Undocumented Migration to the United States
IRCA and the Experience of the 1980s
The 1986 Immigration Reform and Control Act (IRCA) is the most sweeping revision of U.S. immigration policy since the national quota system was abolished in 1965. Its major objective is to reduce illegal immigration through two strategies — legalizing immigrants already in the country and reducing future flows to the country through imposing penalties on employers who hire illegal aliens. The success of the legislation will, therefore, be measured at least in part by whether the flow of illegal immigrants to the United States has been reduced. This report considers whether IRCA has succeeded in reducing illegal immigration. It presents the most up-to-date evidence available on the size of the illegal population in the United States and its changes during the 1980s.
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- Copyright: RAND Corporation
- Availability: Available
- Print Format: Paperback
- Paperback Pages: 291
- List Price: $45.00
- Paperback Price: $36.00
- Paperback ISBN/EAN: 0-8776-6490-0
- Document Number: JRI-07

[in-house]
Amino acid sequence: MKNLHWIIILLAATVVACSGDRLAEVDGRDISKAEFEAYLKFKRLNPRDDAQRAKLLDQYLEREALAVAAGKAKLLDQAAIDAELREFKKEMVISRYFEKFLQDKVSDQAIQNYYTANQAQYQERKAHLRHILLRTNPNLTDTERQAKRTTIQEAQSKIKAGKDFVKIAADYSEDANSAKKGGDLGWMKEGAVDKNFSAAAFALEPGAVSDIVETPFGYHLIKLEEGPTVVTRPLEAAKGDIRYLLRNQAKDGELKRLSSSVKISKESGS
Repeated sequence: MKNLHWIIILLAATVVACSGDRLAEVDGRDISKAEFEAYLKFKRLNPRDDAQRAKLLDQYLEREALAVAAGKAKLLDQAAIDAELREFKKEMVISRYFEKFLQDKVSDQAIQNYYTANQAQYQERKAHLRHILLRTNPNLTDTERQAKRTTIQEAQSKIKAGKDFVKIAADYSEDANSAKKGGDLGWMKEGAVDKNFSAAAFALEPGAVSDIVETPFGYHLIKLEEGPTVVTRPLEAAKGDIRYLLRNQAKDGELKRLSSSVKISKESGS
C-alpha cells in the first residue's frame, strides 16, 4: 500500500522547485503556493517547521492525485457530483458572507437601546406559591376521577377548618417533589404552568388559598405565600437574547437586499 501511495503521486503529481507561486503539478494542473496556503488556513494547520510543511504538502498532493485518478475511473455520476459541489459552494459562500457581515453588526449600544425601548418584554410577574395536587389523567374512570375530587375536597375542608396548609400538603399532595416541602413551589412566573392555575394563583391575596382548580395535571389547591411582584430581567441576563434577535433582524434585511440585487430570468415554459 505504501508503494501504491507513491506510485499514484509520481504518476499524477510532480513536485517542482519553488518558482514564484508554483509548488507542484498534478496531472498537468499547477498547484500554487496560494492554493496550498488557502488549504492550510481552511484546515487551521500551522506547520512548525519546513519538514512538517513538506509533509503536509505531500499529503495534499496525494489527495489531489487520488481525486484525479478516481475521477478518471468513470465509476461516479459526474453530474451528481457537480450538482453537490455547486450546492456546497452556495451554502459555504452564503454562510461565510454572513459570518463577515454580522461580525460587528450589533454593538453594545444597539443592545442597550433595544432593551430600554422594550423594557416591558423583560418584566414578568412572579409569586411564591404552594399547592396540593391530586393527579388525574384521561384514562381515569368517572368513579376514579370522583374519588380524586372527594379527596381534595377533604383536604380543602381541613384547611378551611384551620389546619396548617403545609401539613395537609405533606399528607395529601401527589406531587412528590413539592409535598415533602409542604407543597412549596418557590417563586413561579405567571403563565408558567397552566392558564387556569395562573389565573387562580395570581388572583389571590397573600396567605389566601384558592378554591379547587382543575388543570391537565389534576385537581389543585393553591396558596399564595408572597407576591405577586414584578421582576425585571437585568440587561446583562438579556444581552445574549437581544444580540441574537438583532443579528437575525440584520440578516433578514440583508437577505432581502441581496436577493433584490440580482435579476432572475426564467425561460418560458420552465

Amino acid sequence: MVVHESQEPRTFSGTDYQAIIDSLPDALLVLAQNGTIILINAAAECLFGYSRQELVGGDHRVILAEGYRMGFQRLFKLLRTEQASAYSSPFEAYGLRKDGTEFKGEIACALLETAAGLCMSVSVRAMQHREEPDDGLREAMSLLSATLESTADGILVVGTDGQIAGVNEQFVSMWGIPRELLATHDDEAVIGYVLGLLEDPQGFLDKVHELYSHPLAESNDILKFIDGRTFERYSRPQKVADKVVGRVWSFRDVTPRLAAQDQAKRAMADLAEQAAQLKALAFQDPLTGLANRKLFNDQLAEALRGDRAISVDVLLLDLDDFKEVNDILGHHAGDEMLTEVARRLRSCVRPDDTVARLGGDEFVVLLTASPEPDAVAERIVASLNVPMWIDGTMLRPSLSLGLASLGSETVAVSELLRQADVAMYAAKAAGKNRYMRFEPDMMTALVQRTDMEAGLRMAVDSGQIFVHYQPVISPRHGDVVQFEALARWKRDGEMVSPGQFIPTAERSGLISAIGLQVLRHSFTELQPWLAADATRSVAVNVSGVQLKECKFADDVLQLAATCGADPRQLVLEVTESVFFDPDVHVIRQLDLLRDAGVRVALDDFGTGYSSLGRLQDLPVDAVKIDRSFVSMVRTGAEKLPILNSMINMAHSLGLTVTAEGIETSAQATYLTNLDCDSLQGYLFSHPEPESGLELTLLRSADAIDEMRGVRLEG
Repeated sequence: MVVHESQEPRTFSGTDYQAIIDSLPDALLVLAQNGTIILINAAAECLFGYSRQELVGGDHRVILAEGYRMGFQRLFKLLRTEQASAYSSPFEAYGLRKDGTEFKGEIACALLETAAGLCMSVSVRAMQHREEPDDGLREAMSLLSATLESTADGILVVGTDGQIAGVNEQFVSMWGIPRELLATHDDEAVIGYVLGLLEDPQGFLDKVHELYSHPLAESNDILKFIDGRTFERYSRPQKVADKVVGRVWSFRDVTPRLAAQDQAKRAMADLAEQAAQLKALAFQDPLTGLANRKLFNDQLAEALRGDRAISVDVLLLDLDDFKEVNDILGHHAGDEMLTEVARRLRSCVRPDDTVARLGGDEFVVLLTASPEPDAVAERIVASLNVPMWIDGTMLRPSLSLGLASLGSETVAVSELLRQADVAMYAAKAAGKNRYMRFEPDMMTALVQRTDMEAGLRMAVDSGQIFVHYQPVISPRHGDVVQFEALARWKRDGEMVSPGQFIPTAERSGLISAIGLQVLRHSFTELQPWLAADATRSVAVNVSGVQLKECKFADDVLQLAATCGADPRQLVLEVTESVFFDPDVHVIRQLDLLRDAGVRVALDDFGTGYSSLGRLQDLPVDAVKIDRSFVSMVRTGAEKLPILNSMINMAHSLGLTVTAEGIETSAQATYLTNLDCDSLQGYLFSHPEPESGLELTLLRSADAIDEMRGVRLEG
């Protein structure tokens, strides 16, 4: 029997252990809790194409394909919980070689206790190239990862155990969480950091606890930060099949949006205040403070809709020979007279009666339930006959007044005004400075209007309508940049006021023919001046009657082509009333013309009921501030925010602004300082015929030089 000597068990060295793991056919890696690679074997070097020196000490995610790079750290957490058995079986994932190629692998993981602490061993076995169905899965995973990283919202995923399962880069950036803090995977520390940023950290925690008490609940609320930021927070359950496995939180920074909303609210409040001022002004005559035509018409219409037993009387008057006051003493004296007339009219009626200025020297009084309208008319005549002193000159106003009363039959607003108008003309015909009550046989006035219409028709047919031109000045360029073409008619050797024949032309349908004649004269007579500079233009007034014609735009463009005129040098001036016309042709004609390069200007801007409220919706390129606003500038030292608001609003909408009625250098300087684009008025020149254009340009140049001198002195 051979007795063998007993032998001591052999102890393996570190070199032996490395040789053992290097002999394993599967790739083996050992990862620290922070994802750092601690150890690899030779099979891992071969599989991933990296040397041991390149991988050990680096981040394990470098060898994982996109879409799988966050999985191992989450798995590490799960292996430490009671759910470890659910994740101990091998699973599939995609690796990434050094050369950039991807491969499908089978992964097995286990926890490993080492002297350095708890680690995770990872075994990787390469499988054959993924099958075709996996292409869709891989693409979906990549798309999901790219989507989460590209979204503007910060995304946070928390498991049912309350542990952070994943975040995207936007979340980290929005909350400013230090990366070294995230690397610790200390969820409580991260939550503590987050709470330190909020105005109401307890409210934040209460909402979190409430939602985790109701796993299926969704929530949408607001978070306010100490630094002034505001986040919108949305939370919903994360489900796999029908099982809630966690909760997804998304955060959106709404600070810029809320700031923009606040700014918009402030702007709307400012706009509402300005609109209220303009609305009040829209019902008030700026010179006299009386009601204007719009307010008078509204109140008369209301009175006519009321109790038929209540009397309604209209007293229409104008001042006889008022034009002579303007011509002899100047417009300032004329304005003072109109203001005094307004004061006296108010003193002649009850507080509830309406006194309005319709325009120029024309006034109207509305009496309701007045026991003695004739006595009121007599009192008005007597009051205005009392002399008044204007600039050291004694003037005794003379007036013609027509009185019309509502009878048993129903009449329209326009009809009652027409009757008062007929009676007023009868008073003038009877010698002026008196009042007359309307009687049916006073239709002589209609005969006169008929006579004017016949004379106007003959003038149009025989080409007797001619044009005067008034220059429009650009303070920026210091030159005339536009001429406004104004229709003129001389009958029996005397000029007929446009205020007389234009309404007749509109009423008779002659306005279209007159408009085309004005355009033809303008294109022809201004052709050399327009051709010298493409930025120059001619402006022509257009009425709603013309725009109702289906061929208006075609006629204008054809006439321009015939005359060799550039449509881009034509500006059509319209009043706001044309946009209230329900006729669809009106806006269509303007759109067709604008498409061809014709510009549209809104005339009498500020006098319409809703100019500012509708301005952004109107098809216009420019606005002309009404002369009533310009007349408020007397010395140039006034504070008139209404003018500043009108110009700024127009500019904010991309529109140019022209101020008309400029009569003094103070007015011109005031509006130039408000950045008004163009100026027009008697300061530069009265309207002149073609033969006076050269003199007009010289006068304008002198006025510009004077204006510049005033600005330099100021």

- Year: 1990
- Series: Joint Reports Immigration
Perceptions and Estimates of Undocumented Migration to the United States
Post-IRCA Undocumented Immigration to the United States: An Assessment Based on the June 1988 CPS
Annual Estimates of Nonimmigrant Overstays in the United States: 1985 to 1988
Post-IRCA Changes in the Volume and Composition of Undocumented Migration to the United States: An Assessment Based on Apprehensions Data
Undocumented Migration to the United States: Evidence from a Repeated Trials Model
Effects of the Immigration Reform and Control Act of 1986: Preliminary Data from Mexico
Undocumented Migration from Mexico to the United States: Preliminary Findings of the Zapata Canyon Project
Impacts of the 1986 U.S. Immigration Law on Emigration from Rural Mexican Sending Communities
Undocumented Migration Since IRCA: An Overall Assessment
This report is part of the RAND Corporation joint report immigration series. The joint report was a product of the RAND Corporation from 1988 to 1993 that included documents published jointly with other organizations, which transmitted major research findings and final research.
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